The study was conducted for 25 months at the Okmulgee Memorial Hospital, which is based in Northeastern Oklahoma. It can be concluded that the researcher undertook the study during his spare time, which was mostly after work. The study offers significant insights into how patient satisfaction can have notable impacts on the revenue generated by the health care facility and its sustainability. The recommendations offered by the researcher serve as an eye opener in relation to how nurses can improve customer satisfaction through improved service delivery.
The Review of the Literature
Ellis-Jacob (2011) offers a concise and comprehensive literature review on the implications of patient satisfaction on revenue generation in rural hospitals. Reliable sources, such as the Center for Medicare and Medicaid Services (CMS), have been used for the study. The materials reviewed are relevant and current as per the time of the study. Ten out of the eleven sources reviewed were published between 2006 and 2011.
The eleventh article was published in 1988 and is used to give a historical perspective on the patient satisfaction ideology. All the sources used are acknowledged appropriately as specified in the MLA style. The review flows in a logical and chronological sequence, allowing the reader to understand the researcher’s ideas and arguments with ease. Most of the sources quoted support the hypothesis of the study that customer satisfaction is paramount for the sustainability of a health care facility. All these sources are listed in the reference list, with no error noted.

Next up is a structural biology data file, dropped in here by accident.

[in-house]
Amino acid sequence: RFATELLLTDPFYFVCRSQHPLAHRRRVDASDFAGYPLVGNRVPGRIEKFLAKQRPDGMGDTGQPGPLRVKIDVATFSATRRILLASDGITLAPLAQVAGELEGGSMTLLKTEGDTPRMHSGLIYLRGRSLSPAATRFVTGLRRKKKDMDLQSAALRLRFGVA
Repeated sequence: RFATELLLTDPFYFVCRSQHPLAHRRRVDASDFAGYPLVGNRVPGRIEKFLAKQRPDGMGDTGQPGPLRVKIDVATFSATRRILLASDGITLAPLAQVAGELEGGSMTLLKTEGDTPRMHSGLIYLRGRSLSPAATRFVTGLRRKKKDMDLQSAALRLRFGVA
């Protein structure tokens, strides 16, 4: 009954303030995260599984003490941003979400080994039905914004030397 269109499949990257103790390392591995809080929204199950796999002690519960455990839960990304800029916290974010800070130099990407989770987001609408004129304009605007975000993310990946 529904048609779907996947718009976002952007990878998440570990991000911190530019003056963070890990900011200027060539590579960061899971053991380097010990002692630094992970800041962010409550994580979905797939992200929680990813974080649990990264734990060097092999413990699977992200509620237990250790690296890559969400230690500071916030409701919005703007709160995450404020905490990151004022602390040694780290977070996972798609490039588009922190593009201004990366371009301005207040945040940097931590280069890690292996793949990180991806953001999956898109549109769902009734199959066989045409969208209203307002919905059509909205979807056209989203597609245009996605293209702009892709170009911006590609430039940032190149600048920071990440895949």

Research Framework and Hypothesis
The take care of patient (TCOP) model adopted in the study is based on assumption that, if rural health care facilities take care of their patients well to ensure customer satisfaction, they will get higher reimbursement from Medicare (Ellis-Jacob, 2011). Statistical methods have been used to identify the correlation between patient satisfaction and the revenue generated in the rural hospitals.
Pearson correlations were calculated to determine the relation between patient satisfaction scores for in-patient and emergency departments and the monthly revenues collected by the hospitals. The correlation data obtained was used to test the hypothesis. The relation between these variables is considered significant if the p-value is less or equal to 0.05. The research question was stated as, “What is the relationship, if any, between allied health care practitioners’ customer service skills and the hospital’s gross revenue?” (Ellis-Jacob, 2011, p. 2).
As regards the research question, the researcher developed two hypotheses, including “no correlation exists between the hospital’s allied health care department’s revenue and various measures of allied health care customer satisfaction from April 2008 to April 2010” (Ellis-Jacob, 2011, p. 2) and “a correlation exists between the hospital’s allied health care department’s revenue and various measures of allied health care satisfaction from April 2008 to April 2010” (Ellis-Jacob, 2011, p. 2).